Blaze:
a white marking covering almost the whole of the forehead between the eyes and extending beyond the width of the nasal bones and usually to the muzzle. Any variations in direction, termination and any markings on the white shall be stated

Flesh mark:
lack of pigmentation. A flesh mark is described as such and not as a white mark. Black spots within the flesh mark are to be indicated. All lip markings, whether flesh marks or white marks, shall be accurately described

Snip:
an isolated white marking, independent of those already named, and situated between or in the region of the nostrils. Its size, position and intensity shall be specified. When a snip is connected with a stripe it shall be recorded as such, for example star, stripe connected snip

Star:
any white mark on the forehead. Size, shape, intensity, position and coloured markings (if any) on the white to be specified. Should the markings in the region of the center of the forehead consist of a few white hairs only, it shall be so described and not referred to as a star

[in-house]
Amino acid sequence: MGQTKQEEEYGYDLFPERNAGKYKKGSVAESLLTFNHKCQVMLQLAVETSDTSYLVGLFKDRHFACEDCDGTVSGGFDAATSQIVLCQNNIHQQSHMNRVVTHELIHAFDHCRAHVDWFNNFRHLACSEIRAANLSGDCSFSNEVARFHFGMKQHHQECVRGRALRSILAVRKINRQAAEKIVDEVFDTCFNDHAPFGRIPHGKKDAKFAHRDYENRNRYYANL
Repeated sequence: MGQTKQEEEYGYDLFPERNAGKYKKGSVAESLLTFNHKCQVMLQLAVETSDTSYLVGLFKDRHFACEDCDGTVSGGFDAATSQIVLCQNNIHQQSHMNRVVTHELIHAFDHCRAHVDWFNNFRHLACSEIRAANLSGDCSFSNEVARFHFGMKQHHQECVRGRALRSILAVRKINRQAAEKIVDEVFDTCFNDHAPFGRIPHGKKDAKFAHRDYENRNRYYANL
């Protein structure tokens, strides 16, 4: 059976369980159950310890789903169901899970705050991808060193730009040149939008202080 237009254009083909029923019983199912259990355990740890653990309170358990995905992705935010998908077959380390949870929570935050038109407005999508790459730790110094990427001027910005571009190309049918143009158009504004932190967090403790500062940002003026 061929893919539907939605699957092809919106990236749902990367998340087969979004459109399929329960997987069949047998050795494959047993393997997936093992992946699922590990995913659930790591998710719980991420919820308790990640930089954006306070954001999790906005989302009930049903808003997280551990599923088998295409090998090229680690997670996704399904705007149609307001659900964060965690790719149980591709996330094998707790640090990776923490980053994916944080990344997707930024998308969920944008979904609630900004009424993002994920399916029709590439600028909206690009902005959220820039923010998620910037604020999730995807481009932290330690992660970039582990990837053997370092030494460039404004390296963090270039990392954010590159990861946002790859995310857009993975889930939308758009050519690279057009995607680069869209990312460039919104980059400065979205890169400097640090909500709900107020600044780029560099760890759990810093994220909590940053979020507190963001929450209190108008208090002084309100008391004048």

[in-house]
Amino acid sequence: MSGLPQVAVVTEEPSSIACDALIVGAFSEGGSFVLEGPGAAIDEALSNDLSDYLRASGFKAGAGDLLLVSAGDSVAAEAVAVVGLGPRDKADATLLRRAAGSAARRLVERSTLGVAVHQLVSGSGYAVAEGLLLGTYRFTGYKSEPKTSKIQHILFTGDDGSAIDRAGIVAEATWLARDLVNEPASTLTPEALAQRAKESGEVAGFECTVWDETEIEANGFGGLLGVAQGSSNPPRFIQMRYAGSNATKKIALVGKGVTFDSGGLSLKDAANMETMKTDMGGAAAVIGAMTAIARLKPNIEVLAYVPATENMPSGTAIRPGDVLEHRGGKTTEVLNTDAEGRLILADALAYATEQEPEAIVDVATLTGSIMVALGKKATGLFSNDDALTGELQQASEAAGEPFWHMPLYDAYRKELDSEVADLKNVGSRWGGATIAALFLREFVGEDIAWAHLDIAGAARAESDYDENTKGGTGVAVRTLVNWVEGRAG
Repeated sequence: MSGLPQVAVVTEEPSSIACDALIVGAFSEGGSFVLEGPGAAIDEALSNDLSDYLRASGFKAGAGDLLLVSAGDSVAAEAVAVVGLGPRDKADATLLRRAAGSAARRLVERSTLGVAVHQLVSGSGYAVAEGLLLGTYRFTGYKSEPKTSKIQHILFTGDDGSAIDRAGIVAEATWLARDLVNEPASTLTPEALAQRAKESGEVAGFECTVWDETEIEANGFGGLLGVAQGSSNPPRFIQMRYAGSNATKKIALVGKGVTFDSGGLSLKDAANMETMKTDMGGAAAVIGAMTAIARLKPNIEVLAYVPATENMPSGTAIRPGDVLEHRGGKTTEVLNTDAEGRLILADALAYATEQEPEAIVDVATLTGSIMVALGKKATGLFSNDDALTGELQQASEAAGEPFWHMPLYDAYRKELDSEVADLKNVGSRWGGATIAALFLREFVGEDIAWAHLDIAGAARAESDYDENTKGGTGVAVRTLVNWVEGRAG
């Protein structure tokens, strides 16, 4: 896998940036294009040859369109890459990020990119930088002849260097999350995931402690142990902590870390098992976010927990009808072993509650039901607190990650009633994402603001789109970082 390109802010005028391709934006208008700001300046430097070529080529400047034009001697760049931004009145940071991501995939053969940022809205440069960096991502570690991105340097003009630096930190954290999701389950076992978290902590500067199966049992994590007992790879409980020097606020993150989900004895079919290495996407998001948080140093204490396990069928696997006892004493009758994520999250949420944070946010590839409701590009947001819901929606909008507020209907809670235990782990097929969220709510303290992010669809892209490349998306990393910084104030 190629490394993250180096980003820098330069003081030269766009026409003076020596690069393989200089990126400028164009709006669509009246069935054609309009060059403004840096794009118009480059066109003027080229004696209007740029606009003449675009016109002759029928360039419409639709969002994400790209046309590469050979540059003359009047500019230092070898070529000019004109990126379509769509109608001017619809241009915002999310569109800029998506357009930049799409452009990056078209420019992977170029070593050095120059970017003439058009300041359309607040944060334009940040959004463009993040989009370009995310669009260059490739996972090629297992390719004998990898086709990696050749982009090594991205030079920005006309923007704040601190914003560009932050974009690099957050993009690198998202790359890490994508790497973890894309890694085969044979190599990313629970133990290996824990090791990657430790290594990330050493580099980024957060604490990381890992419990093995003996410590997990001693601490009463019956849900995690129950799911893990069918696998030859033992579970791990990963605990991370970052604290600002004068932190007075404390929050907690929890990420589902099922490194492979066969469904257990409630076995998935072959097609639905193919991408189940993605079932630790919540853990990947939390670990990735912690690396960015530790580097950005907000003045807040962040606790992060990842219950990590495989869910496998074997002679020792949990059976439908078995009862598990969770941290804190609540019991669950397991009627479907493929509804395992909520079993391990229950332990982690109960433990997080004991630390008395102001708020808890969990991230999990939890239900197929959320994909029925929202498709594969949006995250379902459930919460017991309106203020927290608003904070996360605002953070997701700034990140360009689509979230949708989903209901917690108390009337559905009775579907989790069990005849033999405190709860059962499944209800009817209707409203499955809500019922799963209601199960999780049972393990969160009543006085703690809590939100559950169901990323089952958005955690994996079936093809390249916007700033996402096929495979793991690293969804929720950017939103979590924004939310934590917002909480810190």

Stripe:
the narrow white marking down the face not wider than the flat anterior surface of the nasal bones. In many cases, the star and stripe are continuous and should be described as star and stripe connected. When the stripe is separate and distinct from the star it shall be described as interrupted stripe. When no star is present the point of origin of the stripe shall be indicated. The termination of the stripe and any variation in breadth, direction and any markings on the white shall be so stated, for example broad stripe, narrow stripe, inclined to left, etc. Any markings in the white area shall be stated

White face:
when the white covers the forehead and front of the face, extending laterally towards the mouth. The extension may be unilateral or bilateral, in which case it shall be described accordingly

White muzzle:
when the white embraces both lips and extends to the region of the nostrils